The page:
[4] Hard times bring out the savage inner beast in all of mankind. When food is scarce and the little that there is doesn’t come close to making it all the way around the table, the world, as with one common consent, divides up into two parties, the strong and the weak. The strong make a show of looking out for the weak, but in the end, the weak fall victim to the strong. It’s survival of the fittest. Lamentable though the fact may be, children are not the fittest and often do not survive. Hansel and Gretel had been abandoned to the mercy of the barbarian beasts of the forest by their parents. The children, having little chance of survival, were actually shown mercy by the old witch, for she adopted these young abandoned and gave them all they could eat. It matters not that she was just taking care that that fresh "meat" not go to waste. In such hungry times, she could hardly be blamed. In the end, the witch was merely doing that which was necessary for her to ensure her place among the fittest. She is far from the first to take to this course of action. The Jews during the Roman’s siege of Jerusalem resorted to a resembling course of action. The Irish were instigated to the same by Swift. If, then, the witch was but ensuring prolongation of her life, and in doing so following a previously established pattern for life in hard times, she must surely be acquitted of these supposed crimes.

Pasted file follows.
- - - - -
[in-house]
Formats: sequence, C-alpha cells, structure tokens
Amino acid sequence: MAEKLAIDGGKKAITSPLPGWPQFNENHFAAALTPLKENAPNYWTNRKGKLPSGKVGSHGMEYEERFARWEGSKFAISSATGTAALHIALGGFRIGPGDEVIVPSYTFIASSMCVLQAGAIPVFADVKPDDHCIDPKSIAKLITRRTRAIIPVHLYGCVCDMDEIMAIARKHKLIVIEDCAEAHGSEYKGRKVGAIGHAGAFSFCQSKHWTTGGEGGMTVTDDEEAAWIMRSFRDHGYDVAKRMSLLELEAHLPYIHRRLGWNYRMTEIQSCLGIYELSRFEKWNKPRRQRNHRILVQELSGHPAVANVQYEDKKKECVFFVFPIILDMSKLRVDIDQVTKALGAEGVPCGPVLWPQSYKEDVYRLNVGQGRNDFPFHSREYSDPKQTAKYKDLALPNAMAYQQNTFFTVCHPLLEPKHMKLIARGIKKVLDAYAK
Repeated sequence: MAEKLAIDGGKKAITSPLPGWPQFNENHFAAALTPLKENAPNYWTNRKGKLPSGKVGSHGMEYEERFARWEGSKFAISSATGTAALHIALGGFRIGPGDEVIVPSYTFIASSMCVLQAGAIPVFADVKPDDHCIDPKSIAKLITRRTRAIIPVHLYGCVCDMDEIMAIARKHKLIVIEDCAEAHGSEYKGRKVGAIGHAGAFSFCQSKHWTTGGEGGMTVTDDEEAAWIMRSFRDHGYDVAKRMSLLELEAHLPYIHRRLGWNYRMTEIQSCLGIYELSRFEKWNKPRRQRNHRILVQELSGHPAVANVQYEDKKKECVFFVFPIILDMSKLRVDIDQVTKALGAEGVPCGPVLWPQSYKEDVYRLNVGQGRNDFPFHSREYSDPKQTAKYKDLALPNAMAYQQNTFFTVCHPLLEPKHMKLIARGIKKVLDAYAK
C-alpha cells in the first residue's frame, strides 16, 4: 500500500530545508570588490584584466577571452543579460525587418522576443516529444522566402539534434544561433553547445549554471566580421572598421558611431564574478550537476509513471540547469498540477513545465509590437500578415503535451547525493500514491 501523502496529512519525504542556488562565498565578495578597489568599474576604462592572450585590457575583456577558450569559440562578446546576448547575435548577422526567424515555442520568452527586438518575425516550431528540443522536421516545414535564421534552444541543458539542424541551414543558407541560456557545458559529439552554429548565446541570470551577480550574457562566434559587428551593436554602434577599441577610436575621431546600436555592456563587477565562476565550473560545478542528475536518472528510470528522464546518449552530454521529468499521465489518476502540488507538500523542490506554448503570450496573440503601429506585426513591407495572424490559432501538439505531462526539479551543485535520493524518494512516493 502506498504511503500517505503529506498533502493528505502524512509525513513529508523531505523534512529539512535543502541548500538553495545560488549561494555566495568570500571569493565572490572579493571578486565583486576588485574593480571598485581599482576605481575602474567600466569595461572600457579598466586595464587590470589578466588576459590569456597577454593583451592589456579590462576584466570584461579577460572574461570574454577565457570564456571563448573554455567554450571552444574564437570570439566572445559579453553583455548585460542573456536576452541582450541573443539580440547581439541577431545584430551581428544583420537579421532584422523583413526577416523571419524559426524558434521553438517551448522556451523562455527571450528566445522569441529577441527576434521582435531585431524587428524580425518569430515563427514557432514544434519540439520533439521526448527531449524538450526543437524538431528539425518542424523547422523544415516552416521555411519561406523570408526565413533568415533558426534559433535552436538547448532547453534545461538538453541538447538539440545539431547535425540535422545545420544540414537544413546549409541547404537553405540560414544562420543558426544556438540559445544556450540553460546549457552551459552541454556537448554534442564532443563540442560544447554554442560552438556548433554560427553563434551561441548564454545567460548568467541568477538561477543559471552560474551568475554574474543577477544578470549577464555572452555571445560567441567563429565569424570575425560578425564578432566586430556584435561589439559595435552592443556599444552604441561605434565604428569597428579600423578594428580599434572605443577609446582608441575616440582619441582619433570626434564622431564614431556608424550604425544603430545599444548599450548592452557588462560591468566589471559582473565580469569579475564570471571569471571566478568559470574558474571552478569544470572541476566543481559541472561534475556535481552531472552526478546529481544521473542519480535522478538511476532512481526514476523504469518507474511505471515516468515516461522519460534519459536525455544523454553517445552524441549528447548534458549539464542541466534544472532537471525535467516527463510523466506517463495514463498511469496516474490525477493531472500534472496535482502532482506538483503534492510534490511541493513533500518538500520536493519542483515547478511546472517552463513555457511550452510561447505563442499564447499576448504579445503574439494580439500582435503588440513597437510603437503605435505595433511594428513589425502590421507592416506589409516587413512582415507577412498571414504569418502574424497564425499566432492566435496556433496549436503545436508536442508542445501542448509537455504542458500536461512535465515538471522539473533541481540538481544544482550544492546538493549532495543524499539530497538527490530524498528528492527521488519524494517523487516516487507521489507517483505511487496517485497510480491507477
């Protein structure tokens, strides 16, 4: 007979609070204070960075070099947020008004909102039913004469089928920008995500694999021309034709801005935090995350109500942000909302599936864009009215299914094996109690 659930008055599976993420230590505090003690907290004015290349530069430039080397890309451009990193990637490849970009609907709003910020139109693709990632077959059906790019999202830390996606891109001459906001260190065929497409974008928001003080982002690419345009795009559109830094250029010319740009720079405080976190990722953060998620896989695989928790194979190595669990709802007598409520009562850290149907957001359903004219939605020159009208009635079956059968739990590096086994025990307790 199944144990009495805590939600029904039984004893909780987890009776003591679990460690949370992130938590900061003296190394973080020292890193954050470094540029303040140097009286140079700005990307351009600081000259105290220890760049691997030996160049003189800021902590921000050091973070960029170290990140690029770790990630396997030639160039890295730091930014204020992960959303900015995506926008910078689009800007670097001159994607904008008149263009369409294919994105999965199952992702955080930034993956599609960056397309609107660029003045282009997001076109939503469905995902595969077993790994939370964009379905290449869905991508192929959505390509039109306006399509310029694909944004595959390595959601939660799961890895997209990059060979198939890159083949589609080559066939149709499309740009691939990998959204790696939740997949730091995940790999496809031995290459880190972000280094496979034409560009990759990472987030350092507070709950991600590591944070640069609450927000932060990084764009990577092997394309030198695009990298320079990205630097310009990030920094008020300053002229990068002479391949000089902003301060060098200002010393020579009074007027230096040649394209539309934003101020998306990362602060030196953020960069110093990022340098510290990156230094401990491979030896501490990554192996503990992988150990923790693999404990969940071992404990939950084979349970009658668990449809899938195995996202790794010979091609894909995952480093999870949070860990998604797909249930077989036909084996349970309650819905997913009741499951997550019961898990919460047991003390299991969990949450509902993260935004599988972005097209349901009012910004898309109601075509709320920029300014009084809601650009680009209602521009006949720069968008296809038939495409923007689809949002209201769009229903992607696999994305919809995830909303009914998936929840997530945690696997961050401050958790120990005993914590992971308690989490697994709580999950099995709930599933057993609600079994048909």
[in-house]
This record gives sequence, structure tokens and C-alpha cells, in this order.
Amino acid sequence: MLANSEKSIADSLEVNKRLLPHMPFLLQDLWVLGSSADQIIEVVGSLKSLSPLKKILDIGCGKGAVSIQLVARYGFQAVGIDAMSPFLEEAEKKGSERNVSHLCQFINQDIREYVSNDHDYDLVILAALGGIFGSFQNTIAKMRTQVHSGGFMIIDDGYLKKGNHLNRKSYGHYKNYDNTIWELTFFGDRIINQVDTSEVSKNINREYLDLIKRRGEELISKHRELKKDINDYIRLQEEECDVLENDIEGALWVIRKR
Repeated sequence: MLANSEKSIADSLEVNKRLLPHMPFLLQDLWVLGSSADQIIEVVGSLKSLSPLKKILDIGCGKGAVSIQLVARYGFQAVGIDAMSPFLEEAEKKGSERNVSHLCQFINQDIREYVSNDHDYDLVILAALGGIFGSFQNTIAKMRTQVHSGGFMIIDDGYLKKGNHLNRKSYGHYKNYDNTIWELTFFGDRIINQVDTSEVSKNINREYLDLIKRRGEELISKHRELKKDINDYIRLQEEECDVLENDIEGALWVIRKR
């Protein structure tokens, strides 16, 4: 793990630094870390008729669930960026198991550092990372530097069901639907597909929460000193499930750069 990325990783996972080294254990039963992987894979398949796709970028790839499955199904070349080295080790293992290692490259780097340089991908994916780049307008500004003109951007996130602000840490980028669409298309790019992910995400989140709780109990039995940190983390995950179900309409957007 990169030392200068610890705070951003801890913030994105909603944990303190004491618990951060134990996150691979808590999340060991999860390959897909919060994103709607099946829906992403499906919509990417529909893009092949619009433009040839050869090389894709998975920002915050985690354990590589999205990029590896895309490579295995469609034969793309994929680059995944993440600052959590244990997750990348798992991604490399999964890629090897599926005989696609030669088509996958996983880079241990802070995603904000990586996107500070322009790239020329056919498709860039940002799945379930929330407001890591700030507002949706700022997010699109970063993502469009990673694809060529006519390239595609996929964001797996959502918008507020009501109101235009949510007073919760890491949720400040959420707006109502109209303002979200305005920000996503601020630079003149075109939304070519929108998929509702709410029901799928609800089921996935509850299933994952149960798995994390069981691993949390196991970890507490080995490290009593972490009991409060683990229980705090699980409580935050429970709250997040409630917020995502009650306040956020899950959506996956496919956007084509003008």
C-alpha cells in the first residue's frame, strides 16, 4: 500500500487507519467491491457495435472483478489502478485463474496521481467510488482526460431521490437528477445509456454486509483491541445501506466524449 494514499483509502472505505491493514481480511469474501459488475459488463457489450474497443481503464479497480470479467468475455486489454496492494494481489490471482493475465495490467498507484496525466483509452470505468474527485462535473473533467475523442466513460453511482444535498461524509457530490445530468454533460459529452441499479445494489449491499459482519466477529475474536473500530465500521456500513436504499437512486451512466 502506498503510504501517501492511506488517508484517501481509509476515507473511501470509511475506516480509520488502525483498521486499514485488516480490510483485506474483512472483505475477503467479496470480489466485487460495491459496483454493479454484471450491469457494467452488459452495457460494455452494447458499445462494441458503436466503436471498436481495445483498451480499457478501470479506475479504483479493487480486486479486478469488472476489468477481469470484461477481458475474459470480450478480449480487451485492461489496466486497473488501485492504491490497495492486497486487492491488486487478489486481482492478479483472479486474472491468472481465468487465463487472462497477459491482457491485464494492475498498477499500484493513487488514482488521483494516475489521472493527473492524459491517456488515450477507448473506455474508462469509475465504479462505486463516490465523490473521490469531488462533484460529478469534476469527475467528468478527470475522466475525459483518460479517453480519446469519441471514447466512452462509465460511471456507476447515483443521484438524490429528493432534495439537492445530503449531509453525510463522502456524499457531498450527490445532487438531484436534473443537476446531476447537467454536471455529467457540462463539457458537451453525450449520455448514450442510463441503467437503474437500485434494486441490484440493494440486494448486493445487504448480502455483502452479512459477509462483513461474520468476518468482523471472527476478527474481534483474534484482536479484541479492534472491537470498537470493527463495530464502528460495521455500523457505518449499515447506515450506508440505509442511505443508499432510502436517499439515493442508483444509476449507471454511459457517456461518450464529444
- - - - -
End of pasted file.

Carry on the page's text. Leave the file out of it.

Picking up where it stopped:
[5] But if it was age that had driven the witch to be a bit touched in the head, she surely should not be shamed by facing the fate of a fiend blessed with all Earthly faculties. We dedicate great buildings and give much monetary support to institutions that immure the elderly so as to prevent them from being a danger to themselves and the community. If the witch was such a hazard to children, why was she left on her own? Clearly, then, the fault for the near death by baking of Hansel and Gretel lies directly with the witch’s own children. They faulted in allowing her to live alone and on her own at such an advanced age. Therefore, if unaware of what she’d done due to an aged lack of rational thought, the witch’s guilt ought clearly be set at naught.